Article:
Norfolk 17 student speaks at Creekside

Published 9:23 pm Tuesday, February 24, 2009

In the Creekside Elementary School auditorium, black boys and white girls sat side by side for a special assembly on Tuesday morning.

In one line, a couple of black girls laughed with their white friends as they waited for their seats.

Black teachers walked students of all colors and ethnicities through the halls.


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It was a scene of utter normalcy in today’s school systems. But on Tuesday, the picture took on special significance.

Delores Johnson Brown spoke to the kindergarten, first-, second- and third-grade students Tuesday morning.

Brown was one of the Norfolk 17, the first 17 black students to integrate Norfolk schools in 1959.

Brown and her black peers were subjected to unfair testing, racial slurs, threats, physical attacks and other intimidation tactics just to attend the same school as white students.

After speaking to the students at Creekside, Brown shared a story about the ride home after her first day at school. The NAACP had arranged for her and her fellow black students to have a car and driver to take them to and from school.

After getting into the car, she noticed her driver took a long time getting her home. In fact, he kept driving in a circular route that kept passing her street. They had been driving for almost an hour — the sun was beginning to set in the sky — when Brown finally asked the driver why they weren’t home yet.

The driver told to her not to be scared, but there was a car behind them with six muscular white men who had been following them since they were at the school.

“He told me, ‘I’m not dropping you off until we lose them. They’re not going to know where you live,’” Brown said. “That was very frightening, and what really worried me was that they would be there every day.”

Brown said today’s youth simply find it hard to comprehend what those days were like.

“They look at you like you’re crazy,” Brown said. “It seems unbelievable to them. They can’t imagine it. I’m here to educate these students so they are aware of the fact that someone paved the way for them. It’s not always been this way. You have to know where you’ve been to know where you’re going.”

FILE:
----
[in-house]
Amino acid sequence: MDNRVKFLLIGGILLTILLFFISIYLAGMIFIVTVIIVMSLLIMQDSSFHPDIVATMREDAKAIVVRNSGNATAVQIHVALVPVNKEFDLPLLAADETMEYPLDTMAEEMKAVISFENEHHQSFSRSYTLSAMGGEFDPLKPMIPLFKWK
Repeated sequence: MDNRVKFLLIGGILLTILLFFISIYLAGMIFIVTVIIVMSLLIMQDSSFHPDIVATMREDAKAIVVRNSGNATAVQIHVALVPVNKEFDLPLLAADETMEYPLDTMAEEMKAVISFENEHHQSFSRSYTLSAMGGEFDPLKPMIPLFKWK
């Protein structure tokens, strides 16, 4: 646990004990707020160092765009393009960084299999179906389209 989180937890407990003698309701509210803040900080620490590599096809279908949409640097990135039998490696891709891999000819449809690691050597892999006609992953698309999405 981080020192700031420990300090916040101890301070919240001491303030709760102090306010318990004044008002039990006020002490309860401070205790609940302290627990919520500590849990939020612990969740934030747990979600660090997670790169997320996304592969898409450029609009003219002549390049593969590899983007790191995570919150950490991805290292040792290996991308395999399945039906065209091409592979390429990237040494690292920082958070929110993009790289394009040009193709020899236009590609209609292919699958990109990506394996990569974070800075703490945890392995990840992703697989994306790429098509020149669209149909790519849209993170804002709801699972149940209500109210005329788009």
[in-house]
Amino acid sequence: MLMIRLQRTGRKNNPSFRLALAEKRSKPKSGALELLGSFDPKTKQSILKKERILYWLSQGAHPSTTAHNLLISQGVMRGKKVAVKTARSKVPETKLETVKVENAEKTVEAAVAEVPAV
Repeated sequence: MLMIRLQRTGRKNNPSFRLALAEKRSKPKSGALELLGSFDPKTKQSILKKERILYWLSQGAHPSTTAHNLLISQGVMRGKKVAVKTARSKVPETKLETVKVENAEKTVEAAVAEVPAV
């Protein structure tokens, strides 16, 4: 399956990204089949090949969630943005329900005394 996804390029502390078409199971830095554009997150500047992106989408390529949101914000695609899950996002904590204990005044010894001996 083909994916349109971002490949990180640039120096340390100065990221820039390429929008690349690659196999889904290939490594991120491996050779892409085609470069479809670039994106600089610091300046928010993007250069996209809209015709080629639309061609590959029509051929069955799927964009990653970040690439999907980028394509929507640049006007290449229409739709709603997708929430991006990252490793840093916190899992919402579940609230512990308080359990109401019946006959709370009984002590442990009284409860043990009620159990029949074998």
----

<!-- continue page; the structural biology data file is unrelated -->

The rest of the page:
Brown spoke to the children about her fight for an equal education and the importance of getting an education today.

“It’s so fulfilling for me to come out and talk to the boys and girls,” Brown said. “I really look at it as a ministry. I don’t want to stop sharing with the boys and girls.”

Brown also credits the tight bonds with her 16 peers in getting her through the rough times.

“We’re like a big family,” she said.

Claudia Lawson, an intern in the guidance department, invited Brown to Creekside. As part of her internship, Lawson had to set up an event for black history month. Lawson read online articles about the Norfolk 17 and contacted Brown directly to see if she would be interested in coming.

Lawson said she was amazed at how captivated the children were by Brown’s story.

“They were very receptive,” she said. “Their mouths were open. Their ears were open. They weren’t what you expect from K through third graders.”

Brown said it is therapeutic to talk to the young people about her story. She said after years of trying to hide her story, she has found peace with telling it.

“I kept wanting to push it down deep and forget it, and hope it would just evaporate from me,” Brown said. “It’s not going to evaporate. You have got to get it out of your system or else it’s going to nag you. Telling people your story and letting them learn from it, that is turning that negative into a positive.”